I almost didn’t make the bus – or so it seemed. Brandt Centre is a multi-layered complex, so the bus has to pull into a side building where a large warehouse leads to the arena downhill ramp.

Waling out of Brandt Centre with my equipment, the expectations were to find the door leading to the warehouse. No such door was spotted after 20 minutes, where I began to feel as if time was of the essence before getting a text from someone ready to leave on the bus reading, “hey, bus is pulling out.”

As luck would have it: a Brandt Centre staffer led me into a back hallway that transitioned to the warehouse and loading ramp. Made it with time to spare. Happy days are here again.

DISTANCE: 160 miles
DRIVE TIME: 2.5 hours 

Getting into SaskTel Centre meant one sure-fire rendez-vous:

Bumping into this old friend.

Just a simple stop before the hotel to let hockey laundry dry out meant a quick 10 minute walk through the hallway, scoping the facility, and by chance – spotting the familiar smile and rich, baritone voice of the famed Tips alumnus and newly minted WHL head coach of Saskatoon.

There’s more of these coming possibly this week: Kohl Bauml and Carson Stadnyk currently are suiting up for the University of Saskatchewan.

DISTANCE: 88 miles
DRIVE TIME: 1.5 hours 

The benefit of staying in a hotel for a few days is simplicity. There’s less bags to pack, less moving around, and less moving parts. For the Everett Silvertips, their road game in Prince Albert means just a 1.5 hour bus trip into the small and cozy confines of Art Hauser Centre, the home of the Raiders.

It’s not a building you’ll mistake for Bell Centre in Montreal. With a capacity of just over 2,500, you can simply walk in the door and be at a distance from the glass that would cost you well over $100 for an NHL ticket. It’s a “barn,” in other words.

There’s a lot of pride for this barn, but also dripping with history. Banners from the rafters tell the story of when Mike Modano and Dave Manson suited up for the Raiders before they went onto lengthy-to-superstar careers in the NHL.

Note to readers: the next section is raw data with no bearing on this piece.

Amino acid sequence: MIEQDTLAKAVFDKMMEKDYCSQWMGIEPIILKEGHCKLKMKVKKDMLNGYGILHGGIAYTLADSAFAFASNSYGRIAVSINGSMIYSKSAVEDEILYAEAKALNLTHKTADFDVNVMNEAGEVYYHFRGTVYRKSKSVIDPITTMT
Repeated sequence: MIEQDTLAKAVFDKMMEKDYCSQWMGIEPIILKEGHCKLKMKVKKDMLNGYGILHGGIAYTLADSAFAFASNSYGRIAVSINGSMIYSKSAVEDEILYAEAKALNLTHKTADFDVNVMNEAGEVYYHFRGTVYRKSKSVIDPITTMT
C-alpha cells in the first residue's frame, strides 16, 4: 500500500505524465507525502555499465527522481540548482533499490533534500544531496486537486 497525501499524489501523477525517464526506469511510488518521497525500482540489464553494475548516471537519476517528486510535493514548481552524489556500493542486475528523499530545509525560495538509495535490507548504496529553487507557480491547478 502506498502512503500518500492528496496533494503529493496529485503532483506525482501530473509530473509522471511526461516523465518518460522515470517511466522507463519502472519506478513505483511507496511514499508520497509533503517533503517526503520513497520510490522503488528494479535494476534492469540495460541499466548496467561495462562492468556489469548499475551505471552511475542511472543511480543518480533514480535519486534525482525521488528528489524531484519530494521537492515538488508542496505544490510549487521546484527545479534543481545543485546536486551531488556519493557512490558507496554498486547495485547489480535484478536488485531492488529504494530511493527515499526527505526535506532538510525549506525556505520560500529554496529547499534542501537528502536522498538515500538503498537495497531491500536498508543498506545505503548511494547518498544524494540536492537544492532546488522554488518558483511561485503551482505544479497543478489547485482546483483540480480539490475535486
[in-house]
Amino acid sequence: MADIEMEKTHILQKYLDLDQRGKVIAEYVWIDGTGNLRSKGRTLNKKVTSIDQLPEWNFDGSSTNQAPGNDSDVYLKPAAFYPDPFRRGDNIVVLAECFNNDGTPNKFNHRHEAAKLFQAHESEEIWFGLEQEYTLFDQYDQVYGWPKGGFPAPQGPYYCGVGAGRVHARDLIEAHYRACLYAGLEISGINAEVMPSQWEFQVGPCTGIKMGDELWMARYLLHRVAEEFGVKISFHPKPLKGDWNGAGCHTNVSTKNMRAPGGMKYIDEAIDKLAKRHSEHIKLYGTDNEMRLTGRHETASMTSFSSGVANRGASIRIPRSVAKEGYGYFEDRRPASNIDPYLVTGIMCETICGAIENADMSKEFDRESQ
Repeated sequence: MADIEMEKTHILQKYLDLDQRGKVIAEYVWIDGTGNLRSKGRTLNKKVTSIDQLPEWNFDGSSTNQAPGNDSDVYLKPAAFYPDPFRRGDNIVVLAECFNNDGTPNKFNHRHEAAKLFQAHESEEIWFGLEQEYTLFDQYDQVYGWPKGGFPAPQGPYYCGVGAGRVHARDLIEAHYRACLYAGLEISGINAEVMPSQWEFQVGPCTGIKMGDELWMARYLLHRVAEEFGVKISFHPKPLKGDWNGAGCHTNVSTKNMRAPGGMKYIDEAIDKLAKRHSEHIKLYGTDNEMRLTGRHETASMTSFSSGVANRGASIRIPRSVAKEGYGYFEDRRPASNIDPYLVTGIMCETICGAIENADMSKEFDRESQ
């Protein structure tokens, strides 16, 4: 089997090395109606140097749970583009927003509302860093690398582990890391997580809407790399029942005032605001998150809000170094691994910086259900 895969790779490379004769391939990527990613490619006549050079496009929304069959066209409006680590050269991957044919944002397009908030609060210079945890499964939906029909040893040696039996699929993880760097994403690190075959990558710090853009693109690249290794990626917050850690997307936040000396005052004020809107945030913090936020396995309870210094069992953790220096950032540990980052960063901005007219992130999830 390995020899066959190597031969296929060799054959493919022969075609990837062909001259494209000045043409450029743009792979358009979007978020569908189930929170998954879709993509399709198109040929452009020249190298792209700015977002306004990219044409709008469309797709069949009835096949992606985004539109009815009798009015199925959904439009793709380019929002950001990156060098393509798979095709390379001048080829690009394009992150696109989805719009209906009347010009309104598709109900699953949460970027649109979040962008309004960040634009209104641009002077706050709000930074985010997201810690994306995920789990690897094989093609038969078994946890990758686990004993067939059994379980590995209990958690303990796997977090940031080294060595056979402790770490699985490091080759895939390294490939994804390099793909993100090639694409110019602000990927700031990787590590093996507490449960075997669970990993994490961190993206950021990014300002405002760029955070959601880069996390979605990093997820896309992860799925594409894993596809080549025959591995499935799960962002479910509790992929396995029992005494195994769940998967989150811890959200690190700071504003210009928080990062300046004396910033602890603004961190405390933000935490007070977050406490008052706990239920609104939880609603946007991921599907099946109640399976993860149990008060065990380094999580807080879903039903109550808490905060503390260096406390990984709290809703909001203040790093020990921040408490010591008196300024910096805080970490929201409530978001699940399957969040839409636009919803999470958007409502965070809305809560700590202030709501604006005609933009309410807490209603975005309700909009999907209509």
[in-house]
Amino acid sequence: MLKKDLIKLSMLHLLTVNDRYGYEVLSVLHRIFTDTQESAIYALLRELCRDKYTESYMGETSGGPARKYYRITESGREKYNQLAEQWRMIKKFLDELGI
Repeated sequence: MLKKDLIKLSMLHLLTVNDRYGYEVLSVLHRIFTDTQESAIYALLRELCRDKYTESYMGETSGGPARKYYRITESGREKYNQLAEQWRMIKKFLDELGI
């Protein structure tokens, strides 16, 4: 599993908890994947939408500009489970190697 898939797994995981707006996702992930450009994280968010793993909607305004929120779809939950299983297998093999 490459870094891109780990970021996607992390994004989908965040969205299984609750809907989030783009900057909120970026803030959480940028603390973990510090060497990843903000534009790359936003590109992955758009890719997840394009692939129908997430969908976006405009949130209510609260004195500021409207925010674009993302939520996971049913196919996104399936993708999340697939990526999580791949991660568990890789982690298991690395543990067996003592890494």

I won’t get any closer than this view in my life, unless there’s an assignment to wear a headset in the penalty box.

The Tips lost a game to Prince Albert, 3-0 (and to the top ranked team in the CHL Top 10) in a game that was closer than the score indicated. Prince Albert comes at you relentlessly every shift. Brett Leason, traded from Tri-City for a draft pick, reportedly dropped 10 pounds in the offseason and elevated his skill development to become a 6-foot-4 draft eligible behemoth who can toe-drag out of a phone booth. He’s good.

The Tips fell short on three consecutive power plays in the second period, with the game scoreless and kept it 1-0 as deep as three minutes left in regulation. Chalk that one up for an “almost,” and for the night, they tried to walk away with many positives.

DAY 9: SASKATOON, SK (here all day)
DISTANCE: 0 miles

Right back to home base where bags were dropped off at SaskTel Centre after the Prince Albert game, and then time to settle in for as much sleep as possible for Wednesday’s battle against Mitch Love’s Blades.

I don’t mind SaskTel Centre. The building continues to age, but the gondola brings a tremendous view of the action (similar to Calgary) with ice microphones that make the audio sound like we’re live with you, right on top of the glass. Banners of Howe, Federko, Wendel Clark, and more also tell a tremendous tale of WHL grads or Saskatoon natives who went onto greatness.

About Howe: he’s got a banner in the rafters, a statue outside of the building, a bridge named after him, and a complex going up in Saskatoon. “Legend” to describe a hometown guy doesn’t seem to begin to cover it.

The Tips spoke of positives before the game. They were close the previous night in Prince Albert. They generated several high grade scoring chances that could have turned the game around in a different manner.

And heading into the game at Saskatoon, they felt good.

The scoreboard showed. After the routine game day preparations, the Tips came out with a 1-0 lead after the first period while Dustin Wolf – who looked sharp the previous night in Prince Albert – was even better with no goals allowed through 40 minutes. The Tips smothered Kirby Dach, a consensus first round NHL draft pick this next June.

Dawson Butt came an assist short of a Gordie Howe Hat Trick and put up a key third period goal that steepened the chase for Saskatoon and put the Tips up, 2-0. By the end of the evening, Wolf had his 5th career shutout and dipped his goals against under two per game.

Back to the hotel for the late post-game meal, and to bed.

DAY 10: SASKATOON, SK (here all day)
DISTANCE: 0 miles

Off day. There’s four games in five days the Tips are getting through, not to mention the back end of the East Division swing, so a day of rest means small ice time for a few players to shake off the cobwebs, eat, sleep, and take a brisk walk around town.